Notre Dame, a small Catholic school of no importance in northern Indiana, is next. The same offense-defense matchup that ended last year's game before it started persists, except the one matchup that clearly favored Notre Dame (Abiamiri versus Riley) is kaput. Both teams turn over the other side of the ball extensively, but ND has no receivers and will have a QB in his third game (or less if they switch).
The Big Ten schedule opens up at home versus Penn State, which has a more experienced offensive line and a senior Anthony Morelli, but no Tony Hunt or, um, defensive line. (As time passes I get more leery about the PSU DL and sort of regret the optimism expressed in that preview.) A tough, losable game.
Michigan ends up @ Northwestern next. I didn't preview the Wildcats, but no losing here.
Eastern Michigan is worse than Appalachian State.
Purdue returns to the schedule after a two-year absence. This is not a gimme. Purdue is better suited to attack our secondary than anyone on the schedule save perhaps Oregon and returns a ton of starters. Their defense would have to improve vastly to stay in contact, though. Should be a comfortable win; could be dangerous.
Then it's @ Illinois. I dunno... will Juice Williams hit the ground in three tries? Can their defense stand up to Juggeroffense?
Minnesota will be a disaster area this year.
@ Michigan State. Decent offense, worst defense on the planet.
Playing Wisconsin @ Wisconsin looks to be the toughest test of the year. Though I believe the offense likely to founder, especially in the run game, the Wisconsin defense will be difficult to do anything against. I do think this is a spot we are fortunate to get them at, as they're a more veteran team and the season runup to this will help our highly touted but young players acclimate and get better. If Justin Boren and Steve Schilling had to deal with the Badger front seven in the Big Ten opener, serious concern would be had. As it is there is still concern but not overwhelming.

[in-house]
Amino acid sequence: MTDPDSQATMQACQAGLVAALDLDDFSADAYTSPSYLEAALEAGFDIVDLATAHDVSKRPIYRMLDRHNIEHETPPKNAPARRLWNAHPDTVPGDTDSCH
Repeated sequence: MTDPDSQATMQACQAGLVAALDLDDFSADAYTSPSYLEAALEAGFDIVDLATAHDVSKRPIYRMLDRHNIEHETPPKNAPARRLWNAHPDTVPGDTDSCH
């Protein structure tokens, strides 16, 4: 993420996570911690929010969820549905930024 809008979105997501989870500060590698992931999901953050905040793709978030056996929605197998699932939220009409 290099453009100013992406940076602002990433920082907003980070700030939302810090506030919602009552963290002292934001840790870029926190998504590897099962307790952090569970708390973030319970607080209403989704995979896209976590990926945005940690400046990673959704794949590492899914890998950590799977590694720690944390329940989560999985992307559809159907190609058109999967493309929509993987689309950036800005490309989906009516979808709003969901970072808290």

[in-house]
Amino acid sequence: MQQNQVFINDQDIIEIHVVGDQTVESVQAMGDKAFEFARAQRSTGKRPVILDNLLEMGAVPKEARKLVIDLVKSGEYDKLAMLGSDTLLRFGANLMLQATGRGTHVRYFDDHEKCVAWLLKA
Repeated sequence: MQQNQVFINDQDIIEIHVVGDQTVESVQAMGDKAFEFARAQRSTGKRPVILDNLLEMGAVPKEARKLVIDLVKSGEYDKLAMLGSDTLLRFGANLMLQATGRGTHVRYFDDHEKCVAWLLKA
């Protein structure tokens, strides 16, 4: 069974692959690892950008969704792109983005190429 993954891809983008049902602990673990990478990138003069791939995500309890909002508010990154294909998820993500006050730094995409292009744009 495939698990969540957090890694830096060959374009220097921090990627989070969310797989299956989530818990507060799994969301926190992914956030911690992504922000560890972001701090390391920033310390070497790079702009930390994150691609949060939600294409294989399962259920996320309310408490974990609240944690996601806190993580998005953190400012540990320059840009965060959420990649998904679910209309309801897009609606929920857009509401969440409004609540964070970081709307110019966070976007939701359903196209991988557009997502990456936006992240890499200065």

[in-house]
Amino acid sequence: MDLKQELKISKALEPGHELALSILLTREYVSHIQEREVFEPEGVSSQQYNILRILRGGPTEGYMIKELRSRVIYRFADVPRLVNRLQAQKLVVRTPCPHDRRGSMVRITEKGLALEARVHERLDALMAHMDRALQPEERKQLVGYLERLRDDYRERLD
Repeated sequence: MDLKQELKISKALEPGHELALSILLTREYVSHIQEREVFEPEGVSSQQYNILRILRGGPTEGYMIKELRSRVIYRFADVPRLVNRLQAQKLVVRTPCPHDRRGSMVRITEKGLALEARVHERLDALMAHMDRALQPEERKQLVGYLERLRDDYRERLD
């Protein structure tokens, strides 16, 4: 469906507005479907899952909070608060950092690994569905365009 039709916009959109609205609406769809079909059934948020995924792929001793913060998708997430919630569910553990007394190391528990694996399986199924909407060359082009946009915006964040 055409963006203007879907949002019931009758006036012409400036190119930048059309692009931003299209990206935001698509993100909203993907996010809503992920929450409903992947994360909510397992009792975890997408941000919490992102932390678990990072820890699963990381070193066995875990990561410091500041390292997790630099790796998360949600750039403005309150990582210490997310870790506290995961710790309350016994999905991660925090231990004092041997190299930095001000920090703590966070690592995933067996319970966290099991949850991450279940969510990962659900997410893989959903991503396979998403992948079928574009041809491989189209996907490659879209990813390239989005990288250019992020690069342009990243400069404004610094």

Ohio State is The Game.
The theory of turnover margin: it is nearly random. Teams that find themselves at one end or the other at the end of the year are highly likely to rebound towards the average. So teams towards the top will tend to be overrated and vice versa. Nonrandom factors to evaluate: quarterback experience, quarterback pressure applied and received, and odd running backs like Mike Hart who just don't fumble.
|2006||Int +||Fumb +||Sacks +||Int -||Fumb -||Sacks -|
|1.08 (4th)||12||14||3.23 (4th)||8||4||1.85 (52nd)|
Ut-oh? Maybe. There's no way you can reasonably expect Michigan to maintain that ridiculous turnover margin. Sacks will probably go down significantly, reducing the number of turnovers forced, and twelve giveaways in a season is not replicable. Michigan is marked as overrated in this category.
But!... there's reason to expect Michigan to
remain significantly above average. Mike Hart, who everyone will tell you hasn't lost a fumble since the Iowa game his freshman year*, will receive the vast bulk of the carries. Chad Henne's thrown only eight interceptions over the past two years. Some of this safety has come at the cost of more effective offense and Michigan will be more likely to risk danger with experienced hands all around, but if there's one team in the country that can be expected to keep its giveaways down, it's the one with four-year starters at running back and quarterback.
A step back is likely, but turnover margin will still be significantly positive at year's end.
*(this is a technicality. A Ball State defender punched the ball out and forced a first-half safety, but apparently that doesn't count.)
Position Switch Starters
Theory of position switches: if you are starting or considering starting a guy who was playing somewhere else a year ago, that position is in trouble. There are degrees of this. When Notre Dame moved Travis Thomas, a useful backup at tailback, to linebacker and then declared him a starter, there was no way that could end well. Wisconsin's flip of LB Travis Beckum to tight end was less ominous because Wisconsin had a solid linebacking corps and Beckum hadn't established himself on that side of the ball. Michigan flipping Prescott Burgess from SLB to WLB or PSU moving Dan Connor inside don't register here: we're talking major moves that indicate a serious lack somewhere.